Saturday, 16 July 2016

The Girl of Ink & Stars, by Kiran Millwood Hargrave, reviewed by Pippa Goodhart

This, as you can see, is a handsomely intriguing book from the off.  It demonstrates the power of a really strong cover because it caught my attention amongst the mass of new covers on display in shops and online, and it’s clearly attracted the attention of many others.  This book has been Waterstones Book of the Month, and has become a best seller in a way that few debut novels do. 

I’ll admit a personal reason for curiosity about this book too.  Kiran Millwood Hargrave acted in a play at university with one of my daughters, and I had a feeling that somebody who could ‘live’ a story as well as she did then would have the capacity to create story well too. 

I was right.

This is a story told in the first person by young Isabella, living on an island where myth and politics clash, throwing her into an action-packed adventure of danger and daring and wonder … from which not everybody returns happily ever after.  Underground tunnels, demons and giant predatory beasts, magical maps and materials, fire and water, and misunderstanding people all add-up to excitement and a touch of romance.  The final stages of this story certainly have the reader gobbling the text up to find out how things will end.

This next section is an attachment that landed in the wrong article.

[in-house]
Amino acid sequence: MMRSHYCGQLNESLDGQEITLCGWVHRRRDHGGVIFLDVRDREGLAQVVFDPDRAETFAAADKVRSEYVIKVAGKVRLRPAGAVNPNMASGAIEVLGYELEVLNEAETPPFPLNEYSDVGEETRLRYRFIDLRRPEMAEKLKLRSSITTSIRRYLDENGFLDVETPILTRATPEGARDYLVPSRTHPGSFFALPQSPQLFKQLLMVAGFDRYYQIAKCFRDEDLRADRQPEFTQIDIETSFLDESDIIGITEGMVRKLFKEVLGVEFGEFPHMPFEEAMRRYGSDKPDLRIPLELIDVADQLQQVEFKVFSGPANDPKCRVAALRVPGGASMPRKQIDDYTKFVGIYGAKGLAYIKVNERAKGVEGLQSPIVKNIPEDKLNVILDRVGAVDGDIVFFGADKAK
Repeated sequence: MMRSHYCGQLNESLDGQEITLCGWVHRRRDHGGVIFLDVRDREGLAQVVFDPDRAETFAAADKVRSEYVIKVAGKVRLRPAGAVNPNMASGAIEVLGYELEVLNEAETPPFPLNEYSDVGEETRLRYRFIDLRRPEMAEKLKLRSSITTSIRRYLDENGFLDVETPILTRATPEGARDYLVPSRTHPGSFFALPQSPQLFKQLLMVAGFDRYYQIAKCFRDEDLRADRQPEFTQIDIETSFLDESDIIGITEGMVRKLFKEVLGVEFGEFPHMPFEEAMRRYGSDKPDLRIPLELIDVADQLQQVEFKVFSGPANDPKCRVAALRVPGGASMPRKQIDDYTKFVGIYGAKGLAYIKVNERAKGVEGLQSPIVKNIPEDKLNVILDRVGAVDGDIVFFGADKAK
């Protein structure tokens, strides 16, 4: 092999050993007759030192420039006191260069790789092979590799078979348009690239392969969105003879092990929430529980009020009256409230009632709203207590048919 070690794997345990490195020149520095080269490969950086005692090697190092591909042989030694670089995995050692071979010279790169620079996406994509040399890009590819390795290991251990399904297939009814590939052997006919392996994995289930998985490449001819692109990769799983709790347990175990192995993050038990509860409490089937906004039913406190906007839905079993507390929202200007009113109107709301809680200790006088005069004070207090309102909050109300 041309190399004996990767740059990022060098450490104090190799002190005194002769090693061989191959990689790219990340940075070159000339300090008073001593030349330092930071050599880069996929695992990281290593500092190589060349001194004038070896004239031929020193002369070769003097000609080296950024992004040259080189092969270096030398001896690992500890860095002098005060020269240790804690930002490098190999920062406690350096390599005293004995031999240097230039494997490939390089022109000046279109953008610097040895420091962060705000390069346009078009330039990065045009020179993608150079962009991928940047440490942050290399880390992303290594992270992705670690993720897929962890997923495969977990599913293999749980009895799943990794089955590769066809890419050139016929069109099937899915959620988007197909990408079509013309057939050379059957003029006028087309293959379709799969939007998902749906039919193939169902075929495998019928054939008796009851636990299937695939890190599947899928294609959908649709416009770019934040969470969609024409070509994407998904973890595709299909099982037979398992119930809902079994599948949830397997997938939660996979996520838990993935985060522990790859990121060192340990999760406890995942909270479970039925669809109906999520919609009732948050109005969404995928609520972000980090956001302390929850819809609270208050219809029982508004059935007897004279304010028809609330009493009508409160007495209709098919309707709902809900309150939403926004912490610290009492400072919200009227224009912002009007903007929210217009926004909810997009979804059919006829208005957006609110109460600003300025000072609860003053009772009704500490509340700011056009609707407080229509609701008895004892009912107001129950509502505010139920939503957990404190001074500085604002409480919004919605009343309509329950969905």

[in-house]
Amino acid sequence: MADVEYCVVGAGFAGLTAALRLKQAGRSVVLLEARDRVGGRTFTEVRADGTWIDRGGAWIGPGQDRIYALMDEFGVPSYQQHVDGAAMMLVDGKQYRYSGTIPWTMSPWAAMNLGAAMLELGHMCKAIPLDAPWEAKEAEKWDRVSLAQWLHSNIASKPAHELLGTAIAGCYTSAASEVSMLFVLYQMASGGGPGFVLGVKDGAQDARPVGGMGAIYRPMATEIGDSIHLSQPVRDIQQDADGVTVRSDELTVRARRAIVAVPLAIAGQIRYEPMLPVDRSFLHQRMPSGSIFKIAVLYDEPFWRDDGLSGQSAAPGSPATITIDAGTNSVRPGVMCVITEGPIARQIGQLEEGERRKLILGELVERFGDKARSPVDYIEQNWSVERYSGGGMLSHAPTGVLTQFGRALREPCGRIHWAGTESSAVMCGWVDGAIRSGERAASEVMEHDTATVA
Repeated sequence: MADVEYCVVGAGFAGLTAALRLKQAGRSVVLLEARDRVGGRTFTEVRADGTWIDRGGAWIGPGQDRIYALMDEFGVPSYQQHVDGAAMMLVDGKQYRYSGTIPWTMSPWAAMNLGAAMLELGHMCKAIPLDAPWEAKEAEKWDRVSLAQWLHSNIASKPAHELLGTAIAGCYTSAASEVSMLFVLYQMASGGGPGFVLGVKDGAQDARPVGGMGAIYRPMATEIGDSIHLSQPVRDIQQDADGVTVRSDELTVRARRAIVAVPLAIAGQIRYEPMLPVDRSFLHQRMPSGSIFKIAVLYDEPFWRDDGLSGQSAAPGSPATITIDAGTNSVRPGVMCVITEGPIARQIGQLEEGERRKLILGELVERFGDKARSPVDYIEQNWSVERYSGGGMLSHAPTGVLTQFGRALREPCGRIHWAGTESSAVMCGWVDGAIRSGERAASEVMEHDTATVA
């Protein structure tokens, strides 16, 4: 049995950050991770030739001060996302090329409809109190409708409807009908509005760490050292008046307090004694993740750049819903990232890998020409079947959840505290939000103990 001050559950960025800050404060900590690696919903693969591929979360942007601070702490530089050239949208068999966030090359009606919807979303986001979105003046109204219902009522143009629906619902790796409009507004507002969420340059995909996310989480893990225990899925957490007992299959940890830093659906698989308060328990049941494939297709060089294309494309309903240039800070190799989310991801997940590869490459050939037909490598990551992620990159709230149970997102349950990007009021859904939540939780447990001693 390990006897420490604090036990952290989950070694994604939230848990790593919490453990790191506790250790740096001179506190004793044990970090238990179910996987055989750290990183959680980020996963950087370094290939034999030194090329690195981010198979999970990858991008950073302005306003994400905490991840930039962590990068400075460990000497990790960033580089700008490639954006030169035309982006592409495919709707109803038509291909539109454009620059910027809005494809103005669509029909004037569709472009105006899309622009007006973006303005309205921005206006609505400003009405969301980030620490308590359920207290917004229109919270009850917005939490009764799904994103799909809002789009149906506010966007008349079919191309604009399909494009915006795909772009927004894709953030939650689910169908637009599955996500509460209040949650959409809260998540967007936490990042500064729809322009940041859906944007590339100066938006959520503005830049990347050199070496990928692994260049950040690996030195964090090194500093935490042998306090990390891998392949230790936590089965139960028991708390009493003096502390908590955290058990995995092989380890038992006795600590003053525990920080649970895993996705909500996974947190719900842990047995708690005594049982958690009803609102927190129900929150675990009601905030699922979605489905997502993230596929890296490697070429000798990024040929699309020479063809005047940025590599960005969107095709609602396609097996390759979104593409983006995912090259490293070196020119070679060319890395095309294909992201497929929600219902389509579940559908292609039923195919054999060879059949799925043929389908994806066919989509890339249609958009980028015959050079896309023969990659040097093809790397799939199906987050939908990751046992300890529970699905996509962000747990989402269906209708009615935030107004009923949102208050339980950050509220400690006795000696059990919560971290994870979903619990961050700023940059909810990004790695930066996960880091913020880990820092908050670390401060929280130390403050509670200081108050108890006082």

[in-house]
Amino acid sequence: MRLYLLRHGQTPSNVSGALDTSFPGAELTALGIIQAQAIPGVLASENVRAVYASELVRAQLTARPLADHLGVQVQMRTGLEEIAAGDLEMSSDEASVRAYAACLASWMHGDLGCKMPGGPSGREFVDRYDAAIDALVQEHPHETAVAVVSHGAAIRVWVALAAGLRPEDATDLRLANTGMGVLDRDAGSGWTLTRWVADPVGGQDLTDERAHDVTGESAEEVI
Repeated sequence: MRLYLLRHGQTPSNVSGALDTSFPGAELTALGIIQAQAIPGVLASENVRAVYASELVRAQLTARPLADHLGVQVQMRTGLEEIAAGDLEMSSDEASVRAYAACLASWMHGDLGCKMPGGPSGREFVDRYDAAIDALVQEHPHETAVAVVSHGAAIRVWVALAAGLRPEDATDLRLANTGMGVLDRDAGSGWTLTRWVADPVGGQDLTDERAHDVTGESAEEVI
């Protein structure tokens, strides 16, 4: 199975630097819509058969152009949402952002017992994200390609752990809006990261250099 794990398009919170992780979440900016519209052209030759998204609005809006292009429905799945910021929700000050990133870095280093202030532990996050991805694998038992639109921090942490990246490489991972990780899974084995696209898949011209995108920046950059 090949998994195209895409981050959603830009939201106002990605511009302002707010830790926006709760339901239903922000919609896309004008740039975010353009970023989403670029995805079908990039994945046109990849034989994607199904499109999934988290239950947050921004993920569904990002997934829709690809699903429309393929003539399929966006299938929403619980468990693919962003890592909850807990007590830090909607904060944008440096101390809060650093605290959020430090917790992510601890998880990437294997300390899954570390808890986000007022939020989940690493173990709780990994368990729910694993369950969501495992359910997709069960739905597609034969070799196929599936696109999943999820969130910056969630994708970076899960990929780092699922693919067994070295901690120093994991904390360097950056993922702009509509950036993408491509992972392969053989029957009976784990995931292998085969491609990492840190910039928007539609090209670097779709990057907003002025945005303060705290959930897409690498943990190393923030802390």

I have some quibbles, and I am aware that they may be quibbles from a hyper-critical adult and of a sort which wouldn’t bother the young reader this book is really intended for.  There’s a large cast of characters with unfamiliar names along with numerous place names, and I found it hard to keep track of them all.  I felt that continuity didn’t always work.  Isa empties her satchel, then a couple of pages later empties her satchel again; that sort of thing.  But what most annoyed me was that the maps (hooray, I love maps!) provided on the in-turned flap of back and front covers didn’t fit with what we are told in the narrative.  The tunnel is in the shape of a ‘knot’ and then ‘coils like a shell’, and yet neither of those things is evident on the map.   And so on.  So I’d advise not trying to follow routes on the maps as you read, but to regard them as decoration!

But who can resist a heroine who sets out on an adventure with a chicken … and the chicken is still there at the end?!  There’s some wonderful writing in this.  I, for one, look forward to seeing what Kiran Millwood Hargrave writes next.

Pippa Goodhart


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